this feature is not going away, but is *for real* and will contain
keyboard drivers and IMEs installable for at least the 22 Microsoft
supported languages (and the many more associated locales).

In the meantime, I use a product called Accent Composer, which is very
similar to the ancient DEC compose utility. You can find it here: A *very* useful tool for I18N/L10N folks...



        Addison Phillips
        Director, Technology
        SimulTrans, L.L.C.
        2606 Bayshore Parkway
        Mountain View, California 94043 USA

        +1 650-526-4652 (direct telephone)
        +1 650-969-9959 (fax)
        +1 650-317-0512 (pager) (Internet email) (website)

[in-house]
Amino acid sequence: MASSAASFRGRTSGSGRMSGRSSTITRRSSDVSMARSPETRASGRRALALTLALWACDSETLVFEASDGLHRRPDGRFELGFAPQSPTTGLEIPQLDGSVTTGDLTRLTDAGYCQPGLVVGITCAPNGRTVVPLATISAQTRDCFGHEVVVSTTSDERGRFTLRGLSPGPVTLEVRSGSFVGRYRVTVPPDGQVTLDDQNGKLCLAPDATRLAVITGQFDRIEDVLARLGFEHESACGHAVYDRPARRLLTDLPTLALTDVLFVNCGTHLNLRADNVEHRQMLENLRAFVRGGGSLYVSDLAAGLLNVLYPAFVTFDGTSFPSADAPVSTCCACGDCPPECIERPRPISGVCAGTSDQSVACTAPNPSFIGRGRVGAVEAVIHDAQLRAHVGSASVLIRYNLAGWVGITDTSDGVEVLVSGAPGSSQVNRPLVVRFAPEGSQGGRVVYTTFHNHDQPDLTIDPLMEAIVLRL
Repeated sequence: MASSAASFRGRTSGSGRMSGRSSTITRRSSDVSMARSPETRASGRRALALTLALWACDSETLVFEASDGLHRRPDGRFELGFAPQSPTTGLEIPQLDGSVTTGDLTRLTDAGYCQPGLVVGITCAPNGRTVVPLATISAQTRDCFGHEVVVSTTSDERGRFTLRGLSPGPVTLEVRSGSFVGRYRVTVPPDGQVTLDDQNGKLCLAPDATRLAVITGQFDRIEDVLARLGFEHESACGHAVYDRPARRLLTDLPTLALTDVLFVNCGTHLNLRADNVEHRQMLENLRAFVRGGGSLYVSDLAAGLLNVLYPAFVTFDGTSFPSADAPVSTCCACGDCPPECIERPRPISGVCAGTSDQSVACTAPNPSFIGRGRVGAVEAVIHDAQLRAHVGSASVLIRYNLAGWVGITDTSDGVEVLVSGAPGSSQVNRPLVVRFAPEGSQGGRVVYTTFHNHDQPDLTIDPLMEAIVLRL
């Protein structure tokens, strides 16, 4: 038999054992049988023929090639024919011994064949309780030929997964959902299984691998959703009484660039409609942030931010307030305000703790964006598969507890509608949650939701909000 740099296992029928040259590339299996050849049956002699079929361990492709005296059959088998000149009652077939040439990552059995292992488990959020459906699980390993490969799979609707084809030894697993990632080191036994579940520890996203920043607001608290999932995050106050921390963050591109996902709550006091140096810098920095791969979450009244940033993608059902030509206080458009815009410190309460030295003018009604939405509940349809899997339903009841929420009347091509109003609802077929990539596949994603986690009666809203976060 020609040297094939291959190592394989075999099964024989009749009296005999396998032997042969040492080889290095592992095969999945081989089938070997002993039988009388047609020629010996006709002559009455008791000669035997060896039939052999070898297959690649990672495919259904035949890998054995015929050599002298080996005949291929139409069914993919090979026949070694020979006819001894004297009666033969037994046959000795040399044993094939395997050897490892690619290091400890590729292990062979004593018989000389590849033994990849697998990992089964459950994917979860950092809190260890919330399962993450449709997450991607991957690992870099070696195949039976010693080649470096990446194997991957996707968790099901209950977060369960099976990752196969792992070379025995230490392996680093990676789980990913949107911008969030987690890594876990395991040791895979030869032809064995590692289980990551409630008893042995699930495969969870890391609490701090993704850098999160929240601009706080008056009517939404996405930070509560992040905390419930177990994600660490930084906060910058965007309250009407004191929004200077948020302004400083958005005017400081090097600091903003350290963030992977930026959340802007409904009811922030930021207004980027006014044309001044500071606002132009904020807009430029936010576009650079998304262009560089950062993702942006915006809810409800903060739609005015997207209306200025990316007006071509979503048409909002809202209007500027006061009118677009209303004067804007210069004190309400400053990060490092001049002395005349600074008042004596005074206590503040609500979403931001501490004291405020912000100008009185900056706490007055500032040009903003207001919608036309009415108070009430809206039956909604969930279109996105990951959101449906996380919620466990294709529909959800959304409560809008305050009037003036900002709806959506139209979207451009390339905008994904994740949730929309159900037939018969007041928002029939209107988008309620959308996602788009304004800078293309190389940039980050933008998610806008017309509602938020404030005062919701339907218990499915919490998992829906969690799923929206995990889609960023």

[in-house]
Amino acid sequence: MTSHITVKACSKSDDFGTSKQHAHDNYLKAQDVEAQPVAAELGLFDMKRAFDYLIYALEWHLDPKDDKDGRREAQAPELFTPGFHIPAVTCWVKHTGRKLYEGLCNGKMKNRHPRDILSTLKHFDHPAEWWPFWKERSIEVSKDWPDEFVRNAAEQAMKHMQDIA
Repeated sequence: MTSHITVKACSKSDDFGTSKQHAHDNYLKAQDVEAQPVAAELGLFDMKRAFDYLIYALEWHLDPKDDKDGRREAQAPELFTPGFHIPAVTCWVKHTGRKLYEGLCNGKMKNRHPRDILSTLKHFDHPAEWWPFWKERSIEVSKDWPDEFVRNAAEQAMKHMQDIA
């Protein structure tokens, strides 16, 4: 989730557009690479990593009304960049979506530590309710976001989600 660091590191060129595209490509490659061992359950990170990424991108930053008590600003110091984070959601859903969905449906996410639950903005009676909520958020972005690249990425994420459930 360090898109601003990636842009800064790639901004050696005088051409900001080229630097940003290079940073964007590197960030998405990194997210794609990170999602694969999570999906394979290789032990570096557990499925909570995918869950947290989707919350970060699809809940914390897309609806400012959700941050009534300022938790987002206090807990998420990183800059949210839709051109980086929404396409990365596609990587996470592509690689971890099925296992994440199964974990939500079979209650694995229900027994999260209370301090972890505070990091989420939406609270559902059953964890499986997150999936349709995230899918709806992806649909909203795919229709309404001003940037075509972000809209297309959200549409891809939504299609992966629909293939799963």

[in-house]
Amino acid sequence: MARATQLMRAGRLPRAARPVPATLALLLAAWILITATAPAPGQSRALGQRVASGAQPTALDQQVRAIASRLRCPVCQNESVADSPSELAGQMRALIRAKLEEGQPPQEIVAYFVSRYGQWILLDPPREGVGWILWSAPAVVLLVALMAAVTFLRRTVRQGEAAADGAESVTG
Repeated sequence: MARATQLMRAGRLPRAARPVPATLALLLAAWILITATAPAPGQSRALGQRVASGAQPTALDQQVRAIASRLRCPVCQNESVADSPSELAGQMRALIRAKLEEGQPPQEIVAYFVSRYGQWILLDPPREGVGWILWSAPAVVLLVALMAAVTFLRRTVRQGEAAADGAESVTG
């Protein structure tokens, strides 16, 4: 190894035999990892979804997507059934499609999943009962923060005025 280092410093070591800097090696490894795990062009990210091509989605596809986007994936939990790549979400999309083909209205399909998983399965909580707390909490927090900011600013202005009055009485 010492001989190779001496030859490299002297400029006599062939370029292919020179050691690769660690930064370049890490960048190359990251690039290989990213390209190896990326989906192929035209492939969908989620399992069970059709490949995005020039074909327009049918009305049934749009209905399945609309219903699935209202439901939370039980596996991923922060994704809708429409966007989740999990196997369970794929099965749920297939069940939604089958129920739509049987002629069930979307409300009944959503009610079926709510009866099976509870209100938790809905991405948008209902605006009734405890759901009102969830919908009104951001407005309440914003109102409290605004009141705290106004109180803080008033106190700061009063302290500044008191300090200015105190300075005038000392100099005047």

"22 languages. One release date."

-----Original Message-----
From: Glen Perkins []
Sent: Wednesday, August 26, 1998 5:16 PM
To: Unicode List
Subject: Re: Latin 1 Western-Eurocentric?

Agreed, agreed, agreed.

On machines, or within individual applications, where it's easy for me
enter diacritics, I almost always do so. If it's easy and available
system-wide, as it has been on the Mac since 1984 for many pre-composed
chars, I'm even more likely to do so.

On Windows, I'm likely to skip the diacritics most of the time because
US keyboard drivers (mandatory on US development machines that have to
resemble plain-vanilla customer setups), and the rest of the OS, simply
it too much trouble.

I'm not at all happy about it, though. If it's a somewhat formal
document, I
make the extra effort to use the proper chars, but it's not fun. Where I
make it easy to do without screwing up a development machine, such as
MS-Word, I also use the proper chars, but it's more fun to do so. Word
what is effectively an "IME" or input pre-processor that allows you to
up your own key combinations without monkeying with the system keyboard